Middle East Custom Coverage is a unique service offered by APTN to its Middle East clients. TBS Senior Editor S. Abdallah Schleifer spoke with APTN Senior Editor Hany El Konayyesi about MECC and how it provides the region's broadcasters with global coverage, as well as a pool of new talent.


S. Abdallah Schleifer:
APTN offers a unique service to your clients in the Middle East—unique not only because nobody else is doing it, but also unique in that you don't offer this to any other region. Could you elaborate?

Hany El Konayyesi: It is formally known as Middle East Custom Coverage (MECC), which is a customized service that we provide to most Middle East TV services, especially the major ones such as Egypt TV and Nile News, Saudi Television, Kuwaiti TV, Oman TV, Al-Jazeera, the Dubai Satellite Channel and the Dubai Business Channel, and most recently Tunis TV. We started coverage for ANN, and they are coming back to us. MBC was an early client and theoretically still is, although right now they are restructuring for their move to Dubai. We provide a fully produced news report or news package—that means ready to air, fully edited and voiced with on-camera closer and a suggested intro. The signoff is in the name of the channel we are servicing. Each channel gets a different reporter so if all of our clients want to cover the same story, which in stories like Jerusalem is a daily phenomenon, then each gets a different report done by a different on-camera correspondent from our Jerusalem bureau.

Some of these correspondents work as retained freelancers and some work on a strictly freelance basis and in the case where we have a guarantee we will assign or hire a full-time staff correspondent to service the client. Basically the operation relies on a full-time producer in every major bureau servicing MECC.

Schleifer: Why does this service exist exclusively for APTN's clients in the Middle East?

El Konayyesi: Partly that's because TV news culture is quite new to the Arab countries. Seven or eight years ago you would hardly see a field report done according to international standards, with a script, soundbites, the story edited to a script. But the Arab channels had the ambition and the money to get this sort of coverage, particularly starting from the time when MBC took a major share of the viewing market because they provided, for the first time in Arabic, this sort of reporting. That competitive driving force was furthered by the brief life of the BBC Arabic TV service and then by Al-Jazeera.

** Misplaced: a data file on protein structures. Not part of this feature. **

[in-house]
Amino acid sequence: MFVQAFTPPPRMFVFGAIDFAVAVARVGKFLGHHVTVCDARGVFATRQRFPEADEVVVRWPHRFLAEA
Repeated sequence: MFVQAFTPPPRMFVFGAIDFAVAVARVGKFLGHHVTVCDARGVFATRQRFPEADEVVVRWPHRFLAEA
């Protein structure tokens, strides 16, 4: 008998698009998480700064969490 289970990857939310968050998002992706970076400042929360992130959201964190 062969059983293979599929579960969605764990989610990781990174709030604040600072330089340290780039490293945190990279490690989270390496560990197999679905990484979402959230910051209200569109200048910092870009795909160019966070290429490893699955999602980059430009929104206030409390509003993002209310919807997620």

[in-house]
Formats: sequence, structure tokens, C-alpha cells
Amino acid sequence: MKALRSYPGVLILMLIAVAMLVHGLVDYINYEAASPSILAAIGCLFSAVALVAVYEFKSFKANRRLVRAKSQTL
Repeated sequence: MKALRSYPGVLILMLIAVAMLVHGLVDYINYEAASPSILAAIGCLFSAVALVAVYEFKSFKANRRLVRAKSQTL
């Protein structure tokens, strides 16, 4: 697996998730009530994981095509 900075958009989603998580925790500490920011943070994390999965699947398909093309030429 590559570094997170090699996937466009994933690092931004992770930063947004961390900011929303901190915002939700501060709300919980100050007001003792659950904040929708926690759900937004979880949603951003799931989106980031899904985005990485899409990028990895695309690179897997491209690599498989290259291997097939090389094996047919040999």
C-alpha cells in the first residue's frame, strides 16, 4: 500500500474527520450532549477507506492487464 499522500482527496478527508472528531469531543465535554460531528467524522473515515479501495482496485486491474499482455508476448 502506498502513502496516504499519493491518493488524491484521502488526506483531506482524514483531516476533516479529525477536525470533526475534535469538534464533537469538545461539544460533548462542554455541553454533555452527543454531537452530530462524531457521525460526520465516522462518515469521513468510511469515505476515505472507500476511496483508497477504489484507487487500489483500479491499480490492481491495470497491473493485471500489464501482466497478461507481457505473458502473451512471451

Schleifer: Is there a standard formula for providing service, or does each channel have a different deal?

El Konayyesi: This is the difficult aspect of the job. Each Arab TV channel has its own policies and demands. Saudi TV has many restrictions which have to be taken into consideration, editorially and in production. You cannot, for example, mention Hizballah in any Saudi report, but you can do as many reports as you like on the Lebanese resistance (muqawama)—and these are in fact Hizballah operations by and large. The name "Hizballah" which is so clearly associated with Shi'ism and Iran is unacceptable. No shots of people drinking alcohol are allowed, or even glasses that are identifiably for alcohol such as wineglasses, even if they don't contain wine. The same holds for not showing female news subjects in miniskirts or bathing suits, as that represents female lack of modesty from a Saudi perspective. They do not want take stories in which animals are the dominant subject. They don't want graveyard pictures, even as in Bosnia, when the story was about the discovery of mass graves. In the case of Kuwait, they are very sensitive and restrictive with any issue that relates to Iraq, if the subject is neutral or favorable to Iraq. But if it's unfavorable, they welcome coverage.

Schleifer: So if you know of a anti-Iraqi event which wouldn't merit coverage as a global story for APTN, would you still cover it for Kuwait?

El Konayyesi: Yes, because in this service we are not representing APTN and its news values, which is the case with our global news coverage, which take and use as they want but they don't dictate the terms. But in this service, which is customized, we are serving in each case the particular channel and its values. It's a client-driven service, so we must be responsive to client concerns. It isn't a global service, and the reporters, while paid and directed by APTN, do not attribute their reports to APTN; they are surrogate correspondents for Saudi TV, Kuwaiti TV, and our other clients.

Schleifer: Who determines what gets covered for a particular client?

El Konayyesi: It goes both ways. We as MECC offer on a daily basis the main events around the world, not only as hard news but also features. After the restructuring of this department a few months ago, we have a forward planning editor who is in charge of providing clients with lists of scheduled or potential events, and the client can chose what he wants. That's one side. The other side is when the client asks us to cover a specific event that isn't on our general coverage list—for example, when a Saudi or Kuwaiti sheikh is visiting London, the United States, or even Cuba.